This site uses cookies to improve your experience and to provide services and advertising. By continuing to browse, you agree to the use of cookies described in our Cookies Policy. You may change your settings at any time but this may impact on the functionality of the site. To learn more see our Cookies Policy.
OK
Dublin: 4 °C Sunday 15 December, 2019
Advertisement

Copper deficiency believed to be cause of distressing condition among Red deer in Killarney National Park

Killarney once had one of the richest copper deposits in the country.

Image: Christopher Brown via Irish Deer Commission

VETERINARY TESTS HAVE identified “copper deficiency” in the Killarney National Park, as the probable cause of a distressing condition among the region’s unique Red deer this autumn, the Department in charge of the National Parks and Wildlife Service has said.

Killarney had once one of the richest copper deposits in the country and boasted a thriving copper mining industry and a lakeside copper mining trail is a popular walk in the national park.

The Department of Culture Heritage and the Gaeltacht say tests of a small number of deer have shown they are suffering from “enzootic ataxia” a condition brought on by copper deficiency.

However the diagnoses is being questioned by the conservation and deer management body the Irish Deer Commission which first spotted unusual stumbling and staggering among the Killarney Reds this autumn.

The Irish Deer Commission says it is rare among wild deer and this will is the first time ever it will have occurred among wild deer in Ireland.

The commission had suspected the deer were affected by a fungus on ryegrass which can bring about a condition known as “staggers” involving stumbling and convulsions and even death, and it called for a thorough investigation and the destruction of all ryegrass within the national park.

A stag with stunted horns was observed in a distressing condition on the fringes of the annual rut walk organised by rangers and the commission to observe the 6,000 year old rut in Killarney in October.

However, now according to the Department of Culture, Heritage and the Gaeltacht, several of the deer carcasses sent for tests to the regional veterinary laboratory confirmed the animals were not suffering from Staggers.

“There were a number of recent media reports suggesting that a number of Red Deer in Killarney National Park were potentially suffering from ‘Staggers’. The NPWS in observing behaviours recently in a very limited number of deer (6-8 deer) followed the appropriate veterinary protocols to ascertain the cause and sent several of the deer for tests at the Regional Veterinary Laboratory (RVL),” it said.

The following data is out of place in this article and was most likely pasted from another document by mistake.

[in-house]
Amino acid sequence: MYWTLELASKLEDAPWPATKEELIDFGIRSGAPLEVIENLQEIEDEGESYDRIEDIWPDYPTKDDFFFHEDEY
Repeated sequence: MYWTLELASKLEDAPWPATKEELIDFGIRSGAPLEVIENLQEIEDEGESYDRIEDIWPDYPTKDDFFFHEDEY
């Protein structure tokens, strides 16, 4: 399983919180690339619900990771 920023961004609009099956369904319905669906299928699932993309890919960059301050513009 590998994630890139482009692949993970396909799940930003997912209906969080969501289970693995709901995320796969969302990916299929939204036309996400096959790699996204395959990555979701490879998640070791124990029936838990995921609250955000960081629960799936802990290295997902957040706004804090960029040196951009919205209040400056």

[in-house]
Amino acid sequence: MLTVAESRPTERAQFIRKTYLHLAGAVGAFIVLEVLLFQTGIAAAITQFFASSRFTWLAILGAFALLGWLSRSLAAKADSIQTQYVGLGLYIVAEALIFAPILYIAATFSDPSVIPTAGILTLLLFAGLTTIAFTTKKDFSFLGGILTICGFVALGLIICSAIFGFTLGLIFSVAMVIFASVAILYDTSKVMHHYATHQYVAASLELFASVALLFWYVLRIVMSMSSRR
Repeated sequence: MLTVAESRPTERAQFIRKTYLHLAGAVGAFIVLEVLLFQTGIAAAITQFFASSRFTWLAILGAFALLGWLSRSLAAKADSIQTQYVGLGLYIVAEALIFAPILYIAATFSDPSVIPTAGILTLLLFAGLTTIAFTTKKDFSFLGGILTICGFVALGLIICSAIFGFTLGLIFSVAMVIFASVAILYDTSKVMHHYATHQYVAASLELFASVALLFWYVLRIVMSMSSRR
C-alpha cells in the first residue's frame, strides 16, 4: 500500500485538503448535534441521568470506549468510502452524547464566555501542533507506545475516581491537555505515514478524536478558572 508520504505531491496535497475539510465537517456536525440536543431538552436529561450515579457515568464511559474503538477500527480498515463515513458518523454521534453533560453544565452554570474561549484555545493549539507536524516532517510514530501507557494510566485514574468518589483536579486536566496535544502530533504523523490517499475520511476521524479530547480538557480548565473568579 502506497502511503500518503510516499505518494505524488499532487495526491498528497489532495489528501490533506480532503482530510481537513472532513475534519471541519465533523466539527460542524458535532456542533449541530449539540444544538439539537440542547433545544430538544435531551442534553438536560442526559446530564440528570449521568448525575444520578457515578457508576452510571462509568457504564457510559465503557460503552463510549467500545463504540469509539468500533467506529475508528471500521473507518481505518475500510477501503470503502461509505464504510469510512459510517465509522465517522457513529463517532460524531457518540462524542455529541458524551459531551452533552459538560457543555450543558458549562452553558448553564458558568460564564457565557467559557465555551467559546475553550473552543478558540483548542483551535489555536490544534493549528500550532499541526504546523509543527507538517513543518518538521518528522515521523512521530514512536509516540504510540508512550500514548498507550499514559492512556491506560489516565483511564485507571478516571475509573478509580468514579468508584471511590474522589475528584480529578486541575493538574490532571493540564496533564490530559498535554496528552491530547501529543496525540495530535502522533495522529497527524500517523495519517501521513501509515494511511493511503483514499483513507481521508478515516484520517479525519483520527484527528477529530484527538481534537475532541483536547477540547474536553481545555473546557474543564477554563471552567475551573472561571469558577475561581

The results from these tests have confirmed that the animals were afflicted in fact by enzootic ataxia, which is a condition that can be brought on by copper deficiency.

“This is a natural occurring phenomenon that happens where the animal(s) in question fails to get the necessary trace elements (copper) from their food sources,” the Department said.

A very small number of animals have been identified as having the copper deficiency in the park.

“Further tests and sampling in conjunction with the RVL, to determine the extent of the issue within the Red Deer herd in Killarney National Park, were to be carried out,” the Department also said.

The Irish Deer Commission says while it has no reason to doubt the diagnosis made by the laboratory in Cork, “enzootic ataxia is very unusual in wild deer ” and it was not aware of such a diagnosis in Irish wild deer previously.

“The Commission are consulting with leading deer veterinary experts who believe copper deficiency is no means the sole cause of the condition and may be complicated by elevated levels of other elements in the forage and soil of Killarney National Park,” its spokesman Damien Hannigan said.

It is known there are also other conditions that produce the same clinical signs to enzootic ataxia, such as the staggers condition, he added. 

“It is critical we fully understand the cause of the condition and negate any risks to the future conservation status of this unique and important deer herd. The suggested enzootic ataxia diagnosis creates more questions than answers,” Hannigan said.

  • Share on Facebook
  • Email this article
  •  

About the author:

Anne Lucey

Read next:

COMMENTS (17)

This is YOUR comments community. Stay civil, stay constructive, stay on topic. Please familiarise yourself with our comments policy here before taking part.
write a comment

    Leave a commentcancel